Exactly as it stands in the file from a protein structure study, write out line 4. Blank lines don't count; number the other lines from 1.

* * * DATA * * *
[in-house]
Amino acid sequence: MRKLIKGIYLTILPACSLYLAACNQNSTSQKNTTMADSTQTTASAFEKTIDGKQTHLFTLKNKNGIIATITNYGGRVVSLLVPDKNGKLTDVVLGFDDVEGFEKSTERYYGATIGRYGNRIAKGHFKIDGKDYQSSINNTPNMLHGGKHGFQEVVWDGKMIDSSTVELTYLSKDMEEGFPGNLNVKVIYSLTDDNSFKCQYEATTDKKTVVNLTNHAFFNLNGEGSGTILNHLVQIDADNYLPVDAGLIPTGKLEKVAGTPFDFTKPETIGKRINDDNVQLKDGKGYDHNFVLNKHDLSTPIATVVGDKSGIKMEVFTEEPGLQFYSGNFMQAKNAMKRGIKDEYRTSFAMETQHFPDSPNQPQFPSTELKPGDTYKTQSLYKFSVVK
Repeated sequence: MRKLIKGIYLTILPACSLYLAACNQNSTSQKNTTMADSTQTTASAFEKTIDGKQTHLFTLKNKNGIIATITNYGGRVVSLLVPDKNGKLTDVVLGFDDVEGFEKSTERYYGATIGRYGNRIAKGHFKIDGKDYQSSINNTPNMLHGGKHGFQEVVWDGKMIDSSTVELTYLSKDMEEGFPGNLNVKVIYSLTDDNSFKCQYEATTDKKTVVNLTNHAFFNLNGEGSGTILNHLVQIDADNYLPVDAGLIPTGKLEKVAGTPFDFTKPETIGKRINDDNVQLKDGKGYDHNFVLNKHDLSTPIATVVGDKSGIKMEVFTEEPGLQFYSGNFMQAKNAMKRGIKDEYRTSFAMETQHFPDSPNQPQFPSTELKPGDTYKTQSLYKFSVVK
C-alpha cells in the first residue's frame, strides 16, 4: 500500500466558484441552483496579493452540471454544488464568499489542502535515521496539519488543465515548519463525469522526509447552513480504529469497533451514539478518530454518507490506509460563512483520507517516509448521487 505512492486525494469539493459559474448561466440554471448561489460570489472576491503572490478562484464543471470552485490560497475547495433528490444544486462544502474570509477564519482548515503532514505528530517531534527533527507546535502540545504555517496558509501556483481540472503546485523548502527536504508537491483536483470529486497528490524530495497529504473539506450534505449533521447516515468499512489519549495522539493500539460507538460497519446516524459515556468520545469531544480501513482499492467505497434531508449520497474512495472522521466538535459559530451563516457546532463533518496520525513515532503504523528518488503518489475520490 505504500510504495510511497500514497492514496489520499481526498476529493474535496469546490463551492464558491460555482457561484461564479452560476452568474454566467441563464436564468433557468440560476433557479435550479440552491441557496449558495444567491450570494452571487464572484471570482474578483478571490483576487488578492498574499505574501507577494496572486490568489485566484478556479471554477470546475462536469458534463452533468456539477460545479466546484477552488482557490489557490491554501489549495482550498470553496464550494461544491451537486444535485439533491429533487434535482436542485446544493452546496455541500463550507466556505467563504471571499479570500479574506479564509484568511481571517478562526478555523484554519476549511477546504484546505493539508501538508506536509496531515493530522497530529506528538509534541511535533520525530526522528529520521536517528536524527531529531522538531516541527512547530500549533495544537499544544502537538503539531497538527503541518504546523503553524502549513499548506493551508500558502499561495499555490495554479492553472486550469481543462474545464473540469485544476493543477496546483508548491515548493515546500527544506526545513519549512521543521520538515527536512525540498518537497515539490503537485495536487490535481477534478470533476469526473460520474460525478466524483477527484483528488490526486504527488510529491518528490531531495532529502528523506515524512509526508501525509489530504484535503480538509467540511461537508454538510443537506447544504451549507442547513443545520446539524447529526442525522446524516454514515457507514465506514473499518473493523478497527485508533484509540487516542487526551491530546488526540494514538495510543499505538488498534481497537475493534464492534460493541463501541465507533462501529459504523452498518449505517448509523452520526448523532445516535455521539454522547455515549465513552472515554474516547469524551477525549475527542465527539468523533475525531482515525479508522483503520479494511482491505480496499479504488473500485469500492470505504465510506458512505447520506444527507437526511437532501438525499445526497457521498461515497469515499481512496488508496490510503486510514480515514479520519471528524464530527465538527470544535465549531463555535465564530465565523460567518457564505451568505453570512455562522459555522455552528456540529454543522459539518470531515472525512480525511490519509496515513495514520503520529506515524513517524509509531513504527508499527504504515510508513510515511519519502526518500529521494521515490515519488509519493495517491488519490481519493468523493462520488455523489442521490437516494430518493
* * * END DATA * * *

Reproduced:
C-alpha cells in the first residue's frame, strides 16, 4: 500500500466558484441552483496579493452540471454544488464568499489542502535515521496539519488543465515548519463525469522526509447552513480504529469497533451514539478518530454518507490506509460563512483520507517516509448521487 505512492486525494469539493459559474448561466440554471448561489460570489472576491503572490478562484464543471470552485490560497475547495433528490444544486462544502474570509477564519482548515503532514505528530517531534527533527507546535502540545504555517496558509501556483481540472503546485523548502527536504508537491483536483470529486497528490524530495497529504473539506450534505449533521447516515468499512489519549495522539493500539460507538460497519446516524459515556468520545469531544480501513482499492467505497434531508449520497474512495472522521466538535459559530451563516457546532463533518496520525513515532503504523528518488503518489475520490 505504500510504495510511497500514497492514496489520499481526498476529493474535496469546490463551492464558491460555482457561484461564479452560476452568474454566467441563464436564468433557468440560476433557479435550479440552491441557496449558495444567491450570494452571487464572484471570482474578483478571490483576487488578492498574499505574501507577494496572486490568489485566484478556479471554477470546475462536469458534463452533468456539477460545479466546484477552488482557490489557490491554501489549495482550498470553496464550494461544491451537486444535485439533491429533487434535482436542485446544493452546496455541500463550507466556505467563504471571499479570500479574506479564509484568511481571517478562526478555523484554519476549511477546504484546505493539508501538508506536509496531515493530522497530529506528538509534541511535533520525530526522528529520521536517528536524527531529531522538531516541527512547530500549533495544537499544544502537538503539531497538527503541518504546523503553524502549513499548506493551508500558502499561495499555490495554479492553472486550469481543462474545464473540469485544476493543477496546483508548491515548493515546500527544506526545513519549512521543521520538515527536512525540498518537497515539490503537485495536487490535481477534478470533476469526473460520474460525478466524483477527484483528488490526486504527488510529491518528490531531495532529502528523506515524512509526508501525509489530504484535503480538509467540511461537508454538510443537506447544504451549507442547513443545520446539524447529526442525522446524516454514515457507514465506514473499518473493523478497527485508533484509540487516542487526551491530546488526540494514538495510543499505538488498534481497537475493534464492534460493541463501541465507533462501529459504523452498518449505517448509523452520526448523532445516535455521539454522547455515549465513552472515554474516547469524551477525549475527542465527539468523533475525531482515525479508522483503520479494511482491505480496499479504488473500485469500492470505504465510506458512505447520506444527507437526511437532501438525499445526497457521498461515497469515499481512496488508496490510503486510514480515514479520519471528524464530527465538527470544535465549531463555535465564530465565523460567518457564505451568505453570512455562522459555522455552528456540529454543522459539518470531515472525512480525511490519509496515513495514520503520529506515524513517524509509531513504527508499527504504515510508513510515511519519502526518500529521494521515490515519488509519493495517491488519490481519493468523493462520488455523489442521490437516494430518493